I tested the built in moving magnet phono stage and its sound seemed to mirror a lot of what I liked about the MA352 but in a less definite way. When I compared the MA352 to the AVID Pellar phono stage the AVID clearly had much less of that smooth McIntosh sound. There was more of a focus on clarity overall. In some ways I preferred the McIntosh and in other ways I preferred the AVID but, overall, I found the built in phono stage was more pleasing or just balanced the best of the two with the amplifiers sound. But I didn’t test the vinyl capabilities extensively so please take my findings here with a grain of salt.
My first comparison was with the Galion TS120SE tube amplifier. This was the amplifier that showed to me an extra character to vocals from the Serafino speakers that I wasn’t getting from the MA352. Check out the Galion review and my tube rolling comparisons here to learn more of what I mean by this, but this comparison also showed to me the benefits of the power of the McIntosh for bass delivery and also the size, scale, and composure of the music at louder volumes. In these areas the Galion, while a very good tube amplifier, was still very much outgunned.
Next, I compared the McIntosh to a very powerful solid state integrated amplifier, the Leema Acoustics Tucana II Anniversary, which is a very honest and quite upfront sounding amplifier. With the right speakers it can certainly hold its own with more expensive amplifiers, and it’s only half the price of the MA352. This comparison was really interesting because the Leema sounded more neutral and more direct, its bass was lighter on its feet and punchy, rather than the deep, rounded and sumptuous bass you get from the McIntosh. There was also a lot less character to the music, from the Leema, which is interesting because it showed to me there is definitely some tube character coming from the tube preamplifier stage of the McIntosh which gives music this romantic sense of roundness of delivery with ease and grace. Music from the Leema was more tense sounding, especially in the vocals. I have to say in this instance, with the Serafino speakers, the MA352, despite costing far more than the Leema showed its worth and it felt a much better match for these speakers.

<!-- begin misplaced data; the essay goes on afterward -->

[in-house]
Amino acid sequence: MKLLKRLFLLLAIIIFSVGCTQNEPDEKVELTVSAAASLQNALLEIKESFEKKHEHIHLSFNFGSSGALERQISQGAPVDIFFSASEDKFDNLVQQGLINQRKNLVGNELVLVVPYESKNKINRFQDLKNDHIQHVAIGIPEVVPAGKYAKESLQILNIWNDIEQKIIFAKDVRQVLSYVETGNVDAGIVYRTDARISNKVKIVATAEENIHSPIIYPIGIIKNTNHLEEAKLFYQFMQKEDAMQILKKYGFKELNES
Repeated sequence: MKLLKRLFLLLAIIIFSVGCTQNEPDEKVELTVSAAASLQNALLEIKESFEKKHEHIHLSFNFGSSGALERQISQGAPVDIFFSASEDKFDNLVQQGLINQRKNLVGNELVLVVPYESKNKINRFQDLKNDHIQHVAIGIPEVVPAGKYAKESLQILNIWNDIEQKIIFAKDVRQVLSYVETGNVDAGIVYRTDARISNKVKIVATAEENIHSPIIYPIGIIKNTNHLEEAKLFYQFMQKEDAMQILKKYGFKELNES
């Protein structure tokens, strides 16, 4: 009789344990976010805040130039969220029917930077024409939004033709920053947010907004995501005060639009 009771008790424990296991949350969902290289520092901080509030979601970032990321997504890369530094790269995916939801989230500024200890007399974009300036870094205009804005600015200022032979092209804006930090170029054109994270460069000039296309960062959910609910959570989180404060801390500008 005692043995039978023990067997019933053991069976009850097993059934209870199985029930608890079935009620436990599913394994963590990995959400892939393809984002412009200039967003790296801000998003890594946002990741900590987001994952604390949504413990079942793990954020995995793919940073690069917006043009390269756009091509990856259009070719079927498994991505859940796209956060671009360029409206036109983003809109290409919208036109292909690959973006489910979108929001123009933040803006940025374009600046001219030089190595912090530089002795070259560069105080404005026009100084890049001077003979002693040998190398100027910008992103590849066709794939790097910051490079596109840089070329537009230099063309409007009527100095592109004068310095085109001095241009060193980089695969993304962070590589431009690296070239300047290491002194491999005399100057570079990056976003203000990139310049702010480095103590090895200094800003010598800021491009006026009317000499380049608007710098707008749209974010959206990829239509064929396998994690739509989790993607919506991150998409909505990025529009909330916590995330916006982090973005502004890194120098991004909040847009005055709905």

The MA352 is, overall, an excellent amplifier to listen to. It is so smooth and effortless you can listen to music all day. I found myself easily getting lost in the music, no matter what genre was being played. I really liked this McIntosh for electronic music because of the bass and how it romanticises and enriches the varied sounds and samples and how it then pulled me deep into the music in almost trance like fashion which, as far as I’m concerned is what electronic music is supposed to do.
My only real niggle with this amplifier, sonically, is that is maybe plays it a little safe and doesn’t have the bite I might want at times. I was craving a bit more character in the vocal region, but we are talking my personal preferences here, which is potentially unfair criticism.
I think the way this amplifier has been designed to sound it delivers it all with no really obvious weak points. This is a very good value for a big power McIntosh amplifier that takes you a long way towards a bigger McIntosh amplifier sound for a lot less money.
An Essential Audition Award is granted in recognition of a products high performance but with a certain uniqueness that makes auditioning even more essential.
For the full Specification of the McIntosh MA352 Integrated Amplifier
See the website here